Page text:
By Sanjit Gill, General Manager, ICLP
While many of us have been busy preparing our summer getaways, one retail event has been dominating the conversation across Europe and North America. Unsurprisingly, it comes from the world’s biggest online retailer, Amazon. Launched in 2015, Prime Day has grown to become one of the biggest one-day retail events ever. Designed to celebrate those shoppers who have signed up to Amazon’s Prime membership program, Prime Day saw a 60% percent sales growth compared to 2016.
It’s time for retailers in the UAE to take note, not least because of Amazon’s recent purchase of Souq.com.
The question is whether or not Amazon’s acquisition will mean that aspects of Prime Day, if not the day itself, are brought to the market here in the UAE. Souq.com has already shown that there is an appetite amongst shoppers for event-based sales, having made a huge success of White Friday and selling 1.2 million items in the biggest online sale the Middle East has ever seen. This makes it clear that UAE shoppers want the same excitement and passion from their brands as consumers elsewhere.
One of the biggest successes of Prime Day in the UK and US was Amazon’s ability to identify what their customers want, and to deliver them the deals and discounts that best suit their level of interaction with the brand. Through its Prime subscription service, Amazon hit upon a way to integrate shoppers into their ecosystem at all levels. This includes better deals and free delivery, but also means better features from other Amazon products, including their Fire tablets, Echo smart speakers, and IoT connected Dash Buttons. Having one enhances ownership of the next, and consumers are encouraged to make that ‘next best’ purchase.
What Prime Day has done so successfully is accelerate this integration. By offering the best deals to Prime members (as well as a hefty discount on Prime membership itself), Amazon was able to add more new Prime subscribers in North America and Europe on this year’s Prime Day than on any other single 24 hour period. However, it didn’t stop there. Exclusive discounts were also offered to those who had Amazon Echo speakers and made their order using voice command. The customer journey has always been in place, but what Prime Day did was add that sense of excitement and urgency. For those customers on the fence, Prime Day was the perfect excuse to take their relationship with Amazon to the next level.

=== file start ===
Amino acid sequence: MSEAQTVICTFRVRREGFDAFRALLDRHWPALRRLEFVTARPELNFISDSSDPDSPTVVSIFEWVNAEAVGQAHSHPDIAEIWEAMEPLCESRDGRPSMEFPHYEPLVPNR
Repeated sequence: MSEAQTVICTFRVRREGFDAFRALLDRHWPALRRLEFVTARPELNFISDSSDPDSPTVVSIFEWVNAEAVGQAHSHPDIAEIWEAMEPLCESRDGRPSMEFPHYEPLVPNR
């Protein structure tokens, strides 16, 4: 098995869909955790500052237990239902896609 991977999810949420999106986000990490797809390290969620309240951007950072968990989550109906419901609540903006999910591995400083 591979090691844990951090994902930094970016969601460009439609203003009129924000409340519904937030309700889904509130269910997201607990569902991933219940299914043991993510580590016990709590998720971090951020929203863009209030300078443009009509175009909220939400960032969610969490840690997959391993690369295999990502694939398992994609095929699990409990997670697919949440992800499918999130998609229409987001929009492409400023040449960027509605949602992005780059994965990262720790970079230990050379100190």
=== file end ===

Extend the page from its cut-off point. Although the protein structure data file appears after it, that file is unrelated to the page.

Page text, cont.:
So the question is whether this model can be replicated by brands here in the UAE and whether Souq.com will now be the brand to lead this change. As already mentioned, one approach is to take an existing holiday or buying event and put your own spin on it, as Souq.com achieved with White Friday.
However, one factor that might be holding back Amazon from launching its Prime Day in the UAE and across the Middle East might be that it has not yet identified the best way to fit its global event into the wider shopping calendar. In Europe and North America, holding Prime Day in July means that Amazon has the space to itself when it comes to retail. Traditionally not the busiest time of the year for shopping, Amazon has been able to carve out its own niche and create a new reason to shop at a time of year when people had traditionally been saving up for their summer holidays. Currently, though, Prime Day would fall during Ramadan, which is already a busy time for the retail sector. Amazon would be launching its flagship event during the time of stiffest competition.
Whether or not Prime Day arrives here, it has presented a model of success when it comes to building very real excitement amongst the most loyal customers. Prime Day is presented as more than just a sale. Instead, it’s seen as a celebration of Amazon customers. Shoppers want to feel passion for the brands that they interact with, whether it’s through unique and interesting offers, or by limiting the time they’re available and creating a sense of satisfaction from bagging a bargain.
Importantly too, Amazon used Prime Day to not just offer great deals to the existing Prime membership, but also to sign up many more new members. Retailers here in the UAE should certainly take note and make sure that they use their own tactical campaigns as a vehicle to sign up new members, as well as recognize and reward their existing base. Meanwhile, retailers must ensure that not all customers are treated the same, and that those that are most valuable and loyal are rewarded the most, with things that they will truly value on an individual level.
Not every retailer can or should be like Amazon either. Brands that understand their customers here in the UAE will do better than those that try a one-size-fits all approach. Then again, Amazon is able to build such strong and loyal ties with its customers because it is seen as useful and exciting, and particularly for Prime subscribers, able to deliver faster, easier, and cheaper than anyone else. Other retailers need to consider whether their loyalty strategies are really improving customer experiences and deepening the devotion between shopper and brand. The online retailing market is changing and being left behind is no longer an option.
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